Apr 30 '06 #85
Ian Collins a écrit :
Richard Heathfield wrote:
jacob navia said:
We had this discussion already. I started yet another discussion about
the need for a portable standard container library several times and the
answers were:

<various answers snipped>
The standards comitee doesn't even accept simple data structures like
strings. Lists, flexible arrays, stacks, queues, etc etc must be done
over and over, and are kept OUTSIDE the standard library.

Why?

Well, okay, let's just say for the sake of argument that we're going to add
standard data structure APIs to C.

First step - decide what's in and what's out. Let battle commence.

When you eventually get the blood out of the carpet, the second step is to
agree on an interface. That will take forever and a day.

Third step - get people to use your shiny new standard container library.
Except that they won't, of course, because they will all just carry on
using whatever it is that they're using right now.


The C++ committee did it, is it too hard for C to do the same?


Apparently yes.
Apr 30 '06 #86
Ian Collins a écrit :
jacob navia wrote:
Whether this nightmare is acceptable or not is a matter of opinion-- but
it strikes me as a whole new class of nightmare that C never had to deal
with before. Like anything, C has its strenths and weaknesses and one of
the strengths has always been the relative lack of nasty surprises.


No surprise here either, if you do not use this feature. Contrary to C++
all this is completely optional. The behavior of old programs and of
programs written not using this features is not affected.


You appear unable of understanding the simple fact that "all this" is
optional in C++ as well.


In another subthread we had this argument already. It is impossible to
dissociate operator overloading from the object oriented framework in
C++. Some operators need a class to be defined, and the implementation
in C++ of operator overloading lacks essential features like
multi-dimensional array indexing, differentiation between read/write
array access and others.

jacob
Apr 30 '06 #87
jacob navia said:
Ian Collins a écrit :
Richard Heathfield wrote:
Well, okay, let's just say for the sake of argument that we're going to
add standard data structure APIs to C.

First step - decide what's in and what's out. Let battle commence.

When you eventually get the blood out of the carpet, the second step is
to agree on an interface. That will take forever and a day.

Third step - get people to use your shiny new standard container library.
Except that they won't, of course, because they will all just carry on
using whatever it is that they're using right now.


The C++ committee did it, is it too hard for C to do the same?


Apparently yes.


I'd be delighted to be proved wrong - but nobody seems terribly interested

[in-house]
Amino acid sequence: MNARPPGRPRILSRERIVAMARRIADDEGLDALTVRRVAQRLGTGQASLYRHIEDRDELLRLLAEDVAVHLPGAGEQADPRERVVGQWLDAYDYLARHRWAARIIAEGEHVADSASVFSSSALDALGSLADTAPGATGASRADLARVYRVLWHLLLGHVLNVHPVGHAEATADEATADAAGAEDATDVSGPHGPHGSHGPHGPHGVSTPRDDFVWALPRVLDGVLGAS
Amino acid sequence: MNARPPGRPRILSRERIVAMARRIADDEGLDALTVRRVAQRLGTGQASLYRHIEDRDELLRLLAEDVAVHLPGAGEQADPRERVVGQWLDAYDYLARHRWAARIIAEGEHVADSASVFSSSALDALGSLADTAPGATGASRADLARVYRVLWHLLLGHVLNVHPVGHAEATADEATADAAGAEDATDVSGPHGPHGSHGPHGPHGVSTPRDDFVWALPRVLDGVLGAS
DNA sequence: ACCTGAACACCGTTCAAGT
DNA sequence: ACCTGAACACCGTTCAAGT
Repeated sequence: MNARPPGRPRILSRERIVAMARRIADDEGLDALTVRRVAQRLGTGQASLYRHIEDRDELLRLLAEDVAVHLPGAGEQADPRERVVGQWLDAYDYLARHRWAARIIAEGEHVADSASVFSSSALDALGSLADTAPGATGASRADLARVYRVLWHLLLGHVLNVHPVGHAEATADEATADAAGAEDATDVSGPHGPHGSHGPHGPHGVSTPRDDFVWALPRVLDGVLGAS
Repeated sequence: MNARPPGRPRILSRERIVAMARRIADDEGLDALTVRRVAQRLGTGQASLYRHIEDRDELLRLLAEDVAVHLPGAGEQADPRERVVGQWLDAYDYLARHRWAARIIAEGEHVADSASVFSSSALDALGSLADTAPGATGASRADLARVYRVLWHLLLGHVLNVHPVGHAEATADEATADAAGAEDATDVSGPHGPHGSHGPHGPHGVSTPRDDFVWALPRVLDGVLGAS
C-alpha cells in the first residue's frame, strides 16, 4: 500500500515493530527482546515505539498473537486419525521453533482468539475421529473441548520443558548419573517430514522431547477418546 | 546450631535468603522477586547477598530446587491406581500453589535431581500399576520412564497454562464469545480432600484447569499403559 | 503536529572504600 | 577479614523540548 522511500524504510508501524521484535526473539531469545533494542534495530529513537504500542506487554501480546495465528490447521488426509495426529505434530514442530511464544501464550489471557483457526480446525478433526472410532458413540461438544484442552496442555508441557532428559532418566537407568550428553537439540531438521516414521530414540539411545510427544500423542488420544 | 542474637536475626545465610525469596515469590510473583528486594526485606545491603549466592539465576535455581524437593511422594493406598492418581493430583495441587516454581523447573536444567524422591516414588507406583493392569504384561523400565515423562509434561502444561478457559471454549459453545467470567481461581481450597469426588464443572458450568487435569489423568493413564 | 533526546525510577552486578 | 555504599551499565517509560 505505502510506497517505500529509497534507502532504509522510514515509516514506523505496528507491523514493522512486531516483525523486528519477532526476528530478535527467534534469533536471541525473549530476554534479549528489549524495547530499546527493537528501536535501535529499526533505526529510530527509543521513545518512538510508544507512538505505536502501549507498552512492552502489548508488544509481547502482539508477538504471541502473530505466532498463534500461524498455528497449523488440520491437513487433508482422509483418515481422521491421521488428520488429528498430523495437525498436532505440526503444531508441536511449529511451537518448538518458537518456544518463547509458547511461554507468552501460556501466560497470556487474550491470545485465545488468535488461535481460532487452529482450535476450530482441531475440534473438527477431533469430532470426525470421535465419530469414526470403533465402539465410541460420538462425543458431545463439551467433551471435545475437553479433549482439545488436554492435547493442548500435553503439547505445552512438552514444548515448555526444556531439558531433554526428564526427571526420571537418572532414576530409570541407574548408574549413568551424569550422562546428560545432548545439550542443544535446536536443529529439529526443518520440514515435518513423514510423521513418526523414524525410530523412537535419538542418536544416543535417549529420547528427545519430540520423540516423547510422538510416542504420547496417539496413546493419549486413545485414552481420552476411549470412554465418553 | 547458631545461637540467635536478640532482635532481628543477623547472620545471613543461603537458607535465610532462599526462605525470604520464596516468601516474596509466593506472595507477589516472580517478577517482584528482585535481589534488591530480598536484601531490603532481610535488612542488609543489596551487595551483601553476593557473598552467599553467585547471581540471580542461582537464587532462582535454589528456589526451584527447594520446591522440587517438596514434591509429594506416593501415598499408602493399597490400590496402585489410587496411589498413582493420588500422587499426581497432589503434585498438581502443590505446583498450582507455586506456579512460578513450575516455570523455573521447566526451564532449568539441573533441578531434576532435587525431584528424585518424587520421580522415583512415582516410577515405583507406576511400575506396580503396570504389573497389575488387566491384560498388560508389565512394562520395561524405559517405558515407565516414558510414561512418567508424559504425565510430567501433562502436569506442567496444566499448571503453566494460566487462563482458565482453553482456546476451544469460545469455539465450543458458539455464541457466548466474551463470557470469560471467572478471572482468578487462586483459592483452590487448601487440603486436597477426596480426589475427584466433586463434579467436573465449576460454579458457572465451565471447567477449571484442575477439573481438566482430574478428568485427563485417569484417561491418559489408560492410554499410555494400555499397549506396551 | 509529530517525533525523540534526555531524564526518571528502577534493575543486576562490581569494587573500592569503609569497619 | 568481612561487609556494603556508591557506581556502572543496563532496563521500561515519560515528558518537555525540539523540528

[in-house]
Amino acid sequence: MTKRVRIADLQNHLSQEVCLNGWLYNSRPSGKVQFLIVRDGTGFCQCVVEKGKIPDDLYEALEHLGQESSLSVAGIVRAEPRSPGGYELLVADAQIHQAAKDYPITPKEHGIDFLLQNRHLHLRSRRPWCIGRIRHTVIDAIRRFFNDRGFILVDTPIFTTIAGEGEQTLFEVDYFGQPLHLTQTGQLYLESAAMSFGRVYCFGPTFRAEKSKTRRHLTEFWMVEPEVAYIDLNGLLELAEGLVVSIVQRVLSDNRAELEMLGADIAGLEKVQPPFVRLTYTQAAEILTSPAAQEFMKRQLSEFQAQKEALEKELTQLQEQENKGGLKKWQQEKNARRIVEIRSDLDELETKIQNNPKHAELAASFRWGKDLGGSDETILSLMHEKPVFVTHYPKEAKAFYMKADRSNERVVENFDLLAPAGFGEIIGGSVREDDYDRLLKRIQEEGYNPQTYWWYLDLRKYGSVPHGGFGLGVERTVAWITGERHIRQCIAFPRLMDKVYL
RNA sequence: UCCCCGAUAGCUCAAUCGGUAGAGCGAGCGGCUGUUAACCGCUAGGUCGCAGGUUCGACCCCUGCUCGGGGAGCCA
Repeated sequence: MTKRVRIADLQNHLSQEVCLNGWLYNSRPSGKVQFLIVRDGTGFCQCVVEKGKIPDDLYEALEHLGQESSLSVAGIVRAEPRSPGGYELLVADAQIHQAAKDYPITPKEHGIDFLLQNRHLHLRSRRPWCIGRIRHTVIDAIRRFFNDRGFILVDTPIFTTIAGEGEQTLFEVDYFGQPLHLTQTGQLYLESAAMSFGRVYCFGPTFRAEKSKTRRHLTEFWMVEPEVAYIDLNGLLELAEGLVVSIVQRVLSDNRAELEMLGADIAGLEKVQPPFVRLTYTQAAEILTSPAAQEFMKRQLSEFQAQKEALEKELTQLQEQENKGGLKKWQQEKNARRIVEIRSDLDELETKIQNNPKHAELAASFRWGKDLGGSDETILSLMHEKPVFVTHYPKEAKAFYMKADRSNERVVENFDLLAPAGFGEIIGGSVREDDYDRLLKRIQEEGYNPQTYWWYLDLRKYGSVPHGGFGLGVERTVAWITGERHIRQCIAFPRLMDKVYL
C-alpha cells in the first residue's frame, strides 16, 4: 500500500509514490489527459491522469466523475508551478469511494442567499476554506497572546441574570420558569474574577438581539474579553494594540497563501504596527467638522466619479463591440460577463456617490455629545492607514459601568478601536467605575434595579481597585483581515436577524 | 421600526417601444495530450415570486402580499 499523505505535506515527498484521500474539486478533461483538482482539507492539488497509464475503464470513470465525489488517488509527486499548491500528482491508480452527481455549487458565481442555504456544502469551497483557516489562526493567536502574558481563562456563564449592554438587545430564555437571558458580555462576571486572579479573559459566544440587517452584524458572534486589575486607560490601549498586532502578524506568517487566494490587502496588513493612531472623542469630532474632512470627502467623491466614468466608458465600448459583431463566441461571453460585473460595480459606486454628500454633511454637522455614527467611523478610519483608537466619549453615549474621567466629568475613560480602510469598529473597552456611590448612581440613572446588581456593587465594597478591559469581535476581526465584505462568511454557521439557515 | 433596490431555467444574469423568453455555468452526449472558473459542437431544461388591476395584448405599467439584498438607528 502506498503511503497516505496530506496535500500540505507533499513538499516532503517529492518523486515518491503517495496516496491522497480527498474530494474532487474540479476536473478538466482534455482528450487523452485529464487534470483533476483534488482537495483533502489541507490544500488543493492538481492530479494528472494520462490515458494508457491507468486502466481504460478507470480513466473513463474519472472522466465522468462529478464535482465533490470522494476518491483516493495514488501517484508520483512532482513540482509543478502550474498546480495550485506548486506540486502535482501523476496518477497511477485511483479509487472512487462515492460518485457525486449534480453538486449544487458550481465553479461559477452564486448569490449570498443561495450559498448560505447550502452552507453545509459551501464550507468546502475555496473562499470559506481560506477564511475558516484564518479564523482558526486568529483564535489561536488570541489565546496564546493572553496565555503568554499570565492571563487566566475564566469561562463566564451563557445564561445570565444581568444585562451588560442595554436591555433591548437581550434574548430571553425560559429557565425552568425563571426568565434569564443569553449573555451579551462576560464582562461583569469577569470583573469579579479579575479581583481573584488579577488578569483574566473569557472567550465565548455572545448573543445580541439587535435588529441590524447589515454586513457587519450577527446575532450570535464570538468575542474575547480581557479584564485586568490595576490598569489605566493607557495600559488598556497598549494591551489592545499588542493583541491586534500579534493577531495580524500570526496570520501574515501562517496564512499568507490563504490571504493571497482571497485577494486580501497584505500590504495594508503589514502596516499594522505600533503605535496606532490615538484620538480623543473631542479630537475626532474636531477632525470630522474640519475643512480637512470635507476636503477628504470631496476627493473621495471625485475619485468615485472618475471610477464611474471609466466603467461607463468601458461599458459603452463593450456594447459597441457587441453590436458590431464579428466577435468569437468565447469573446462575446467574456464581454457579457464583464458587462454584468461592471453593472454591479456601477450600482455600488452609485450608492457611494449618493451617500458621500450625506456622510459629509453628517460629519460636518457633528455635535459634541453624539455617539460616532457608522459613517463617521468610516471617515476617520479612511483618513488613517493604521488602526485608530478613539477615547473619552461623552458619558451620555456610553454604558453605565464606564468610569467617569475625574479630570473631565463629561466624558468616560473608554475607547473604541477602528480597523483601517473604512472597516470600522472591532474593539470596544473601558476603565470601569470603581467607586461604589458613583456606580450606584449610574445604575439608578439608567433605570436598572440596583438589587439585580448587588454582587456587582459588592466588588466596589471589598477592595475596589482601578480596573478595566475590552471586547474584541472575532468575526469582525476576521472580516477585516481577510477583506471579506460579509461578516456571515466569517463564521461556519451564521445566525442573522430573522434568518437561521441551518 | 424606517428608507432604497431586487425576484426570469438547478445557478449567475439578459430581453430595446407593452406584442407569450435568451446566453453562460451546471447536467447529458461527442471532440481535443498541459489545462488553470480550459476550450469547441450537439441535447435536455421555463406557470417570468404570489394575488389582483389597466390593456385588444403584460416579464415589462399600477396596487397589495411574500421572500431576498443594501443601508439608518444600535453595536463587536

in providing concrete proposals (possibly because they know that nobody
will agree about which containers should be included or what their APIs
should look like).
--
Richard Heathfield
"Usenet is a strange place" - dmr 29/7/1999
http://www.cpax.org.uk
email: rjh at above domain (but drop the www, obviously)
Apr 30 '06 #88
jacob navia wrote:
Keith Thompson a écrit :
jacob navia <ja***@jacob.re mcomp.fr> writes:
ex************* *@gmail.com a écrit :

About libclc - how is that doing? It seems to have just dried up
without notice.
If a C programmer is writing a reasonably large program these days,
what are the first libraries that are commonly used for collections of
data structures, better strings, etc?

Nowhere. Since the C standard comitee refuses to improve the language,
there are a lot of libraries but all of them incompatible.
Perhaps I should have pointed out that, although comp.std.c is the
best newsgroup to discuss changes to the C standard, there's no
guarantee that anyone will actually like your idea, and nobody has any
obligation to discuss it.
Basically, the opinion here is that data structures are too much of an
intellectual effort for C programmers... :-)


Adding a smiley to a pointless insult doesn't make it any less
insulting.


We had this discussion already. I started yet another discussion about
the need for a portable standard container library several times and the
answers were:

Mr Flash Gordon, a "regular" here said: (11 Oct 2004)

"Not only can a lot of programing be done without using hash tables,
list, queues etc, but as I said a lot of programming *is* done without
using such things. Also the natural solution for a lot of problems does
not use such things.


In reply to you saying:
| Since the first message in this thread (admitted, polemic)
| I wanted to take a critical look at remarks like "I never use any
| data structures", and such, implying that C (or programming) can
| be done without using containers like hash tables, lists,